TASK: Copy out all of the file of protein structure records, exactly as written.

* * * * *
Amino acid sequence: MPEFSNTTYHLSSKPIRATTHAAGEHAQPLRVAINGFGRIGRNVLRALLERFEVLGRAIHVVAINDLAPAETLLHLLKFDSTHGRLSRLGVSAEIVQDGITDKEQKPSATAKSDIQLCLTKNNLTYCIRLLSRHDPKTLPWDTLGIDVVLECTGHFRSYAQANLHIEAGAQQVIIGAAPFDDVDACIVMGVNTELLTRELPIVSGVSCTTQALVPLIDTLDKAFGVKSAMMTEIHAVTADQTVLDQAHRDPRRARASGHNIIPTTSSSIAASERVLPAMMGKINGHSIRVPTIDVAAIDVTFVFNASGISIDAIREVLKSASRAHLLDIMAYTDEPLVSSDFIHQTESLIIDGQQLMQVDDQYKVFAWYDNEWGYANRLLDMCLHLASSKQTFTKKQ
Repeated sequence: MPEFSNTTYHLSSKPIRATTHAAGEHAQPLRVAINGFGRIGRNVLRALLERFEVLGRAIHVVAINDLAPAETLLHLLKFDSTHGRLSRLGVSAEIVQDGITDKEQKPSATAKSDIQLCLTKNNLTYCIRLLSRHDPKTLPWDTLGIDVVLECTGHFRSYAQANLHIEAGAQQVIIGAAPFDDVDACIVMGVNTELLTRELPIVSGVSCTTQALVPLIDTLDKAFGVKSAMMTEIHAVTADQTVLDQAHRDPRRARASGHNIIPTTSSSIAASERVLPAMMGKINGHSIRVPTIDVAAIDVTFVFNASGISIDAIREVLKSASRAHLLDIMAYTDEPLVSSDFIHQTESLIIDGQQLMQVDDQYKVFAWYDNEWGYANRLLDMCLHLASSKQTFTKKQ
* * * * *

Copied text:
Amino acid sequence: MPEFSNTTYHLSSKPIRATTHAAGEHAQPLRVAINGFGRIGRNVLRALLERFEVLGRAIHVVAINDLAPAETLLHLLKFDSTHGRLSRLGVSAEIVQDGITDKEQKPSATAKSDIQLCLTKNNLTYCIRLLSRHDPKTLPWDTLGIDVVLECTGHFRSYAQANLHIEAGAQQVIIGAAPFDDVDACIVMGVNTELLTRELPIVSGVSCTTQALVPLIDTLDKAFGVKSAMMTEIHAVTADQTVLDQAHRDPRRARASGHNIIPTTSSSIAASERVLPAMMGKINGHSIRVPTIDVAAIDVTFVFNASGISIDAIREVLKSASRAHLLDIMAYTDEPLVSSDFIHQTESLIIDGQQLMQVDDQYKVFAWYDNEWGYANRLLDMCLHLASSKQTFTKKQ
Repeated sequence: MPEFSNTTYHLSSKPIRATTHAAGEHAQPLRVAINGFGRIGRNVLRALLERFEVLGRAIHVVAINDLAPAETLLHLLKFDSTHGRLSRLGVSAEIVQDGITDKEQKPSATAKSDIQLCLTKNNLTYCIRLLSRHDPKTLPWDTLGIDVVLECTGHFRSYAQANLHIEAGAQQVIIGAAPFDDVDACIVMGVNTELLTRELPIVSGVSCTTQALVPLIDTLDKAFGVKSAMMTEIHAVTADQTVLDQAHRDPRRARASGHNIIPTTSSSIAASERVLPAMMGKINGHSIRVPTIDVAAIDVTFVFNASGISIDAIREVLKSASRAHLLDIMAYTDEPLVSSDFIHQTESLIIDGQQLMQVDDQYKVFAWYDNEWGYANRLLDMCLHLASSKQTFTKKQ